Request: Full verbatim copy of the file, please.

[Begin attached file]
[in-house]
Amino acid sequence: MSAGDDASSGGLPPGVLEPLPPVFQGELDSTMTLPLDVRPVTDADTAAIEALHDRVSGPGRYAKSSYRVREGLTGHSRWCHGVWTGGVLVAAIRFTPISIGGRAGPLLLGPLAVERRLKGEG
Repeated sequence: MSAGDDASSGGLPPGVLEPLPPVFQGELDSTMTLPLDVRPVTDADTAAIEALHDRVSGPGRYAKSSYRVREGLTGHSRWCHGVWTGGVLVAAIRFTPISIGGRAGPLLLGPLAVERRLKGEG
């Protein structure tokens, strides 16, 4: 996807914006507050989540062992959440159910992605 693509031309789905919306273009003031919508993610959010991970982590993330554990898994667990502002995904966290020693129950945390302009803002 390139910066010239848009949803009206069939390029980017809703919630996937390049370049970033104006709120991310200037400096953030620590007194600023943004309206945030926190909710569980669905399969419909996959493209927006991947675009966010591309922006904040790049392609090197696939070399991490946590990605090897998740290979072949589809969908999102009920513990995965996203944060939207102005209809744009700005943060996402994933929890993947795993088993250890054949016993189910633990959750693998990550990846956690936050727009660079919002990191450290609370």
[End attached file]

[in-house]
Amino acid sequence: MSAGDDASSGGLPPGVLEPLPPVFQGELDSTMTLPLDVRPVTDADTAAIEALHDRVSGPGRYAKSSYRVREGLTGHSRWCHGVWTGGVLVAAIRFTPISIGGRAGPLLLGPLAVERRLKGEG
Repeated sequence: MSAGDDASSGGLPPGVLEPLPPVFQGELDSTMTLPLDVRPVTDADTAAIEALHDRVSGPGRYAKSSYRVREGLTGHSRWCHGVWTGGVLVAAIRFTPISIGGRAGPLLLGPLAVERRLKGEG
């Protein structure tokens, strides 16, 4: 996807914006507050989540062992959440159910992605 693509031309789905919306273009003031919508993610959010991970982590993330554990898994667990502002995904966290020693129950945390302009803002 390139910066010239848009949803009206069939390029980017809703919630996937390049370049970033104006709120991310200037400096953030620590007194600023943004309206945030926190909710569980669905399969419909996959493209927006991947675009966010591309922006904040790049392609090197696939070399991490946590990605090897998740290979072949589809969908999102009920513990995965996203944060939207102005209809744009700005943060996402994933929890993947795993088993250890054949016993189910633990959750693998990550990846956690936050727009660079919002990191450290609370």